Last Updated: Oct 31, 2016 @ 10:28 am

remove rust from metal tools and found objects without scrubbing witha soak in this natural solution

A few months after I sold my first horse, I was walking through the pasture and found a shoe he’d lost sometime in the preceding year. Although it would be a nice keepsake and something I could use to create an equestrian project with sentimental value, it was covered with layers of rust.

Thankfully I’d been experimenting all winter with using citric acid to clean rust off garden tools that I (oh-so-irresponsibly) tend to leave out in the elements. Turns out, the basic combination of citric acid, water, and time completely removes rust from metal. I was pretty thrilled, especially after trying to remove rust from tools with caustic chemicals like CLR and The Works without luck. A common ingredient in canning recipes, citric acid is an organic acid a little stronger than vinegar, depending on the concentration you mix it in.

Supplies You’ll Need:

A bucket or plastic container large enough to hold your rusted object(s)

Very hot water

Pure Citric Acid – You may be able to find citric acid locally, but it’s usually sold in small packages by the ounce. Amazon has 5 lb Bags of Citric Acid for a much better price that anywhere I’ve found locally. (I actually get a regular delivery of it, because it’s also great for boosting dishwasher detergent, descaling coffee makers, removing hardware stains, and general cleaning)


1. Scoop the powdered citric acid carefully into your bucket. I add about 1/3rd cup of powder per gallon of water, but you can use more or less depending on how rusty your object is and how quickly you need results.

2. Fill your bucket with very hot water and stir to dissolve powder completely.

3. Add your rusty object. (in this case, a horse shoe and rusty bolt cutters!)

remove rust from metal tools and found objects without scrubbing witha soak in this natural solution
Use hot water and make sure the citric acid completely dissolves.


5. Leave the bucket to let the rusty object soak. After 10-15 minutes you’ll see bubbles forming on the surface of the object as the acid reacts with the rust and creates gas.
remove rust from metal tools and found objects without scrubbing witha soak in this natural solution
The citric acid solution will slowly turn yellow as the rust dissolves


Next, Soak your object until you see visible results. After a day you may want to remix your citric acid solution (it will slowly lose acidity as it breaks down the rust) And if you are a fan of instant gratification as I am, you may want to do a bit of scrubbing to speed the process.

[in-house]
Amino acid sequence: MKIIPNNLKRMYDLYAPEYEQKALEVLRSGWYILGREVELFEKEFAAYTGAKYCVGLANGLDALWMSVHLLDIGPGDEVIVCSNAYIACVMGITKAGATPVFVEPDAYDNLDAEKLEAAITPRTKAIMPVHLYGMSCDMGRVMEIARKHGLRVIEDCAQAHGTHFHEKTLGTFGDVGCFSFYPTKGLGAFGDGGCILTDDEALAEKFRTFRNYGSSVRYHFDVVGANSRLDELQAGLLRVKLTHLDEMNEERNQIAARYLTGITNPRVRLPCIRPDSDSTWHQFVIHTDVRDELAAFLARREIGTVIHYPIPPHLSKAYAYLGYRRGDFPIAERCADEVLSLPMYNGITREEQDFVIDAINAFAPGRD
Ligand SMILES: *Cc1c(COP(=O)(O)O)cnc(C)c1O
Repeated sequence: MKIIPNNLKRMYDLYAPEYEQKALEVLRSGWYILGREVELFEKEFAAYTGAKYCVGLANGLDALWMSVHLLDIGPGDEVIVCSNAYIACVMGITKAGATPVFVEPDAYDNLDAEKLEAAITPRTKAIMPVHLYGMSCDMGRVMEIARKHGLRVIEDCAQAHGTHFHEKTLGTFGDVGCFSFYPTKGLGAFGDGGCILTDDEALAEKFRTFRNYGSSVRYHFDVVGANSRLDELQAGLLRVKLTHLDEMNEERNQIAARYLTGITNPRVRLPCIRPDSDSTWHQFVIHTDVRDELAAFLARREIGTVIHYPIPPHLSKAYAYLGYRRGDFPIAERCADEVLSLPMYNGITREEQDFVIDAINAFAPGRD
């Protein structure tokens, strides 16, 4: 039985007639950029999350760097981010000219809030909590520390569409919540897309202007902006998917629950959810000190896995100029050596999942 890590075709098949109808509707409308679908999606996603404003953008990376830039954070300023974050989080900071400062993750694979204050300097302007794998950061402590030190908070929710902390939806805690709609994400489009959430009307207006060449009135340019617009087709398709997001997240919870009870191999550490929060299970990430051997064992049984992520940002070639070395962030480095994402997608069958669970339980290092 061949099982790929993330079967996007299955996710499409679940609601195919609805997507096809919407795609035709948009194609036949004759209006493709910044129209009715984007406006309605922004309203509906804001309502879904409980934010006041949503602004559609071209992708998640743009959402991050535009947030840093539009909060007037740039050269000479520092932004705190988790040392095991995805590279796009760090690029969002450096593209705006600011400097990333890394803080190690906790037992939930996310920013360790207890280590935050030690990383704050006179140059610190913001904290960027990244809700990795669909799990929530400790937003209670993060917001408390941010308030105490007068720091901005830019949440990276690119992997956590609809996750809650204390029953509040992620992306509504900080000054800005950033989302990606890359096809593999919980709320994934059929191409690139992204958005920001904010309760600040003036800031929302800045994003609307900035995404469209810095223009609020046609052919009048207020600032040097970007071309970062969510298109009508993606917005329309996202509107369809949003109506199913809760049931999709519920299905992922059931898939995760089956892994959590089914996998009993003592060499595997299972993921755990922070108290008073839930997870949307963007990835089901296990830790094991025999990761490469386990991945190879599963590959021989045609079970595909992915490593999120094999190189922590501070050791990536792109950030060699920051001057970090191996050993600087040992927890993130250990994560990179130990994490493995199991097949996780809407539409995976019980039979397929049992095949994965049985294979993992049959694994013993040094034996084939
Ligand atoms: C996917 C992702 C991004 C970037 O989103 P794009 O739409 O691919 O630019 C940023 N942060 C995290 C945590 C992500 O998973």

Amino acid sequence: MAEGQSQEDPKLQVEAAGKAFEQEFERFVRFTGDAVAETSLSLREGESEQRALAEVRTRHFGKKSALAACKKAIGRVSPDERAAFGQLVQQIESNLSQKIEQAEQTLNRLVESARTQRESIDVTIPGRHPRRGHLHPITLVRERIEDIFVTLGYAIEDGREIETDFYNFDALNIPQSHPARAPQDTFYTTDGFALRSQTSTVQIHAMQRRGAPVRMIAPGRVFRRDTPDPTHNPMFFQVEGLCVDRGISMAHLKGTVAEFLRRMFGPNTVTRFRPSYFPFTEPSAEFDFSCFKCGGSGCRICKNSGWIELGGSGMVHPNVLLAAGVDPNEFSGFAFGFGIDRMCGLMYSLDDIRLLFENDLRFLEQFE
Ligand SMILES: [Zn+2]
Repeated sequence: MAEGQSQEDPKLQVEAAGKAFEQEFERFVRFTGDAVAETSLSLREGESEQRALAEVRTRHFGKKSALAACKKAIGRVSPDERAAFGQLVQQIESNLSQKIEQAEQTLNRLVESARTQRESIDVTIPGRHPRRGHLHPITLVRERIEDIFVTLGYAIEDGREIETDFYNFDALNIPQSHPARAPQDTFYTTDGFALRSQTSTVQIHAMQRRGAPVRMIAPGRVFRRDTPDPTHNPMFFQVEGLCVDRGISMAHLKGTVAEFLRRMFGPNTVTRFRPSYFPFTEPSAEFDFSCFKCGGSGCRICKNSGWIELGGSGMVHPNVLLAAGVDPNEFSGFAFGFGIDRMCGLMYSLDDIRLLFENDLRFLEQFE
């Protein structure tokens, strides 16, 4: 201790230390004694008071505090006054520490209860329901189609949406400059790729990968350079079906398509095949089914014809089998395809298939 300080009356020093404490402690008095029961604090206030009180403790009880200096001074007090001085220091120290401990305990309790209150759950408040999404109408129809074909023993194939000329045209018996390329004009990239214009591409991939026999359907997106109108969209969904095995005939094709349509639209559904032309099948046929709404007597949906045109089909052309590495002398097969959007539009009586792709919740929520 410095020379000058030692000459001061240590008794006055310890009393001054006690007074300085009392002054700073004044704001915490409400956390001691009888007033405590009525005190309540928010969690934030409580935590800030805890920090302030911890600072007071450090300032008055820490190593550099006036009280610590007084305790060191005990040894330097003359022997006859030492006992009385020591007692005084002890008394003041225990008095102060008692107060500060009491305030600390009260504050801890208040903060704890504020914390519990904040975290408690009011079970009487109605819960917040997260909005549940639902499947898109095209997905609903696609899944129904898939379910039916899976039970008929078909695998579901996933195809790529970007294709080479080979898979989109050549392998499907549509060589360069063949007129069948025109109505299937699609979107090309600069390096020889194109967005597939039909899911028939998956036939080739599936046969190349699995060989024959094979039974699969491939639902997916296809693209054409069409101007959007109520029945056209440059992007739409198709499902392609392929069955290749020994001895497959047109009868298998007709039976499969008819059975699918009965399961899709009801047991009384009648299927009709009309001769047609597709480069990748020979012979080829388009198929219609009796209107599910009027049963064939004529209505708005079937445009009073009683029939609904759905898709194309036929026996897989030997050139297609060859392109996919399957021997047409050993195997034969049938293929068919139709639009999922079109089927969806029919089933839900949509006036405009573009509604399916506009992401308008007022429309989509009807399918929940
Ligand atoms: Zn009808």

Scrubbing is optional, but speeds the process up significantly. The acid will loosen before it completely dissolves the rust, so a lot of the rust can be wiped off after an hour or two in the solution.
How my rusty objects looked after 2 hours in the solution and a quick wipe with a paper towel:remove rust from metal tools and found objects without scrubbing witha soak in this natural solution
Then a 30 second scrub with a steel brush produced this result:remove rust from metal tools and found objects without scrubbing witha soak in this natural solution

The remaining rust in the grooves of the horse shoe bothered me, so I remade my solution and let it sit overnight (In this photo you can see the rust sediment settled in the bucket)
soak a rusty object in this natural solution for no-scrub rust removal

When you are pleased with your object’s new, bright finish, dry it completely and apply a protective coat. (The metal will seem “dirty” and rub off dark marks on your hands, this is normal for steel and iron with no protective coating) You MUST protect the finish or the unprotected metal will rust again almost instantly. You can apply clear coat / lacquer, or just spray with cooking oil and wipe.

remove rust from metal tools and found objects without scrubbing witha soak in this natural solution
… and enjoy the final result!

remove rust from metal tools and found objects without scrubbing witha soak in this natural solution

 If you’ve cleaned up a keepsake horseshoe or bit, I have a few tutorials on how to display them:
remove rust from metal tools and found objects without scrubbing witha soak in this natural solution


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51 thoughts on “Removing Rust from Found Objects without Scrubbing”

  1. A good source for Citric Acid is No Sugar Added Lemon Cool-Aid (or equivalent as long as there is no sugar in the mix). Citric acid is generally the first ingredient listed and therefore has the greatest percentage of the mix.

    1. That would be a great idea for removing rust from small items like coins or medallions if you were in a hurry and had it on hand! But you can actually get a couple pounds of pure citric acid for the price of what you’d pay for 2 dozen kool aid packets.

  2. I’ve cleaned many many horseshoes with a wire wheel on a bench grinder, which does a great job but the grooves are always a problem because the wire doesn’t get down into the grooves easily. Besides rust, there’s always a whitish dirty powdery residue in the grooves. I’m not sure soaking in citric acid would actually get rid of it but will try.

    1. Hi Alissa! It totally works on cast iron! It won’t remove the black seasoning but will definitely remove rust from unseasoned spots- I’ve tested that! Just be sure and season your iron immediately, or it’ll rust again within hours!

      1. I’m blown away thank you so much it worked beautifully on my cast iron no dangerous chemicals and so easy wish I could send you a picture but I don’t know how I did post to my Facebook page

    2. The best way to clean a cast-iron frying pan is to put it in a self-cleaning oven and turn it to clean cycle on the oven. I seen this on a talk show and it works great all the black come off of ours and they were grey again you could even see the words on it who made it. when you take it out of the oven wipe it with canola oil when it’s still a little bit warm and nothing will stick to it